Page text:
When it comes to energy and the environment, California Gov. Jerry Brown is hoping for a modern-day Hanukkah miracle.
At a speech during Monday’s menorah lighting ceremony in Sacramento, Brown, a former Jesuit seminarian, said the Jewish holiday is a good time to reflect on “the whole idea that we’re running out of oil so we need a miracle.”
Tonight marks the first night of Hanukkah, the Jewish “festival of lights” commemorating the re-dedication of the holy Temple in Jerusalem following the Jewish victory over the Syrian-Greeks in 165 B.C.E.
Legend has it that when Jewish troops regained control of the Temple, they were determined to purify it by burning ritual oil in the Temple’s menorah for eight days. To their dismay, they discovered there was only one day’s worth of oil left in the Temple, but they lit the menorah anyway and the oil lasted for eight full days. This is the miracle of Hanukkah that is celebrated every year.
“Today’s miracle is not to find more oil, but to utilize the sun,” the governor said.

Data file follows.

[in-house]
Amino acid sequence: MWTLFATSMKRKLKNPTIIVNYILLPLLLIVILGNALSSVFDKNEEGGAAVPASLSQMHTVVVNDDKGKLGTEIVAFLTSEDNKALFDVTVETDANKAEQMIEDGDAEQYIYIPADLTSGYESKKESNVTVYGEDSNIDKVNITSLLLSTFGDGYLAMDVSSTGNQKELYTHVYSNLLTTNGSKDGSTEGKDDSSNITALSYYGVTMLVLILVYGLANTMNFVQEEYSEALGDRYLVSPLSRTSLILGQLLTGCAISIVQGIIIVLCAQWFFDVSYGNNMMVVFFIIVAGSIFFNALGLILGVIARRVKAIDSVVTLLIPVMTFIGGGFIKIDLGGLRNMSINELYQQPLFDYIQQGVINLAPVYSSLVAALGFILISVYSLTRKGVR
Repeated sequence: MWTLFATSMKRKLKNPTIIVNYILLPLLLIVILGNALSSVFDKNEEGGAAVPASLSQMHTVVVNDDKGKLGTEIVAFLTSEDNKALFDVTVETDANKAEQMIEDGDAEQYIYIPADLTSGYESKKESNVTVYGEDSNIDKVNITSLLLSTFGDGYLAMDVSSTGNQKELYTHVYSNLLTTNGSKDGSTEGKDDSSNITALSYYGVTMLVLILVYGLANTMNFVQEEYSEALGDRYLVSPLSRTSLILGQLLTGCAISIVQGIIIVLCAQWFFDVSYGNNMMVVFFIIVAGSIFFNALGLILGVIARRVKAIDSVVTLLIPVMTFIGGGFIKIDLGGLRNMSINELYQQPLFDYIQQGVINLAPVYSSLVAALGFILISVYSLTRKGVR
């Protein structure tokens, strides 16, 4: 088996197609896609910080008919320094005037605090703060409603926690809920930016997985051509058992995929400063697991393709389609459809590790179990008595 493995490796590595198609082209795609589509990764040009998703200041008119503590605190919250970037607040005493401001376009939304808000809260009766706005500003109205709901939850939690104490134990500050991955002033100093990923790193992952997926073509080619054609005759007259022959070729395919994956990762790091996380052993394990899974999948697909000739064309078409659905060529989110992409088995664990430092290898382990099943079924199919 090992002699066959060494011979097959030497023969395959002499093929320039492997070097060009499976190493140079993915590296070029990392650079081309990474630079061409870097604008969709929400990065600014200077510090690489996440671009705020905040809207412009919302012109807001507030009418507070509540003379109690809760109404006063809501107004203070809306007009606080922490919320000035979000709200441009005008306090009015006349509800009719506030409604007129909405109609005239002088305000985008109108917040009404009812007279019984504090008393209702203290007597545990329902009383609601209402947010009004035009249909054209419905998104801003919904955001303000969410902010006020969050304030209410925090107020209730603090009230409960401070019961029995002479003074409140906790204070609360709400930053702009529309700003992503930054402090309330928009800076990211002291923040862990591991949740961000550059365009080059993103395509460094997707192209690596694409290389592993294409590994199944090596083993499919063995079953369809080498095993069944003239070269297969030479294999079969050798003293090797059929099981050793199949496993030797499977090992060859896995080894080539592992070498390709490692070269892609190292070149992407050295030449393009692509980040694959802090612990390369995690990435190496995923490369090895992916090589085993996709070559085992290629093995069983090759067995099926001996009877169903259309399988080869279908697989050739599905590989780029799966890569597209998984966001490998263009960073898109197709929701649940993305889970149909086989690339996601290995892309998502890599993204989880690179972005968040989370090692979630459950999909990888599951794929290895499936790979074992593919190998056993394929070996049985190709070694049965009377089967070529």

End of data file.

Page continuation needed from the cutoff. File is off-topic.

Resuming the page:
“When we continue to use our intelligence we're going to take that sun through the miracle of modern science and technology and we're going to light up California, our cars, our homes our air conditioners," he said. "And we are going to reduce significantly and every year the amount of money we are sending over to the Middle East to some very dangerous characters who do not have our best interests in the heart.”
Brown’s use of a holiday metaphor to convey the country’s urgent need to move beyond our current energy impasse is clever, and it’s also the kind of leadership that’s been lacking from Washington on this critical issue. Hope that both parties could put politics aside to reach an energy deal in 2011 has not materialized.
California has long been considered a national leader in alternative energy, and last Thursday, Brown hosted a climate change summit at the California Academy of Sciences in Golden Gate Park. But, the state faces a growing deficit and Brown recently announced the budget will be cut by $1 billion in the coming year.
Given the state’s budget woes, Brown admitted in his speech that “we need a lot of miracles here in Sacramento to get our problems solved.”
The same goes for Washington this holiday season.
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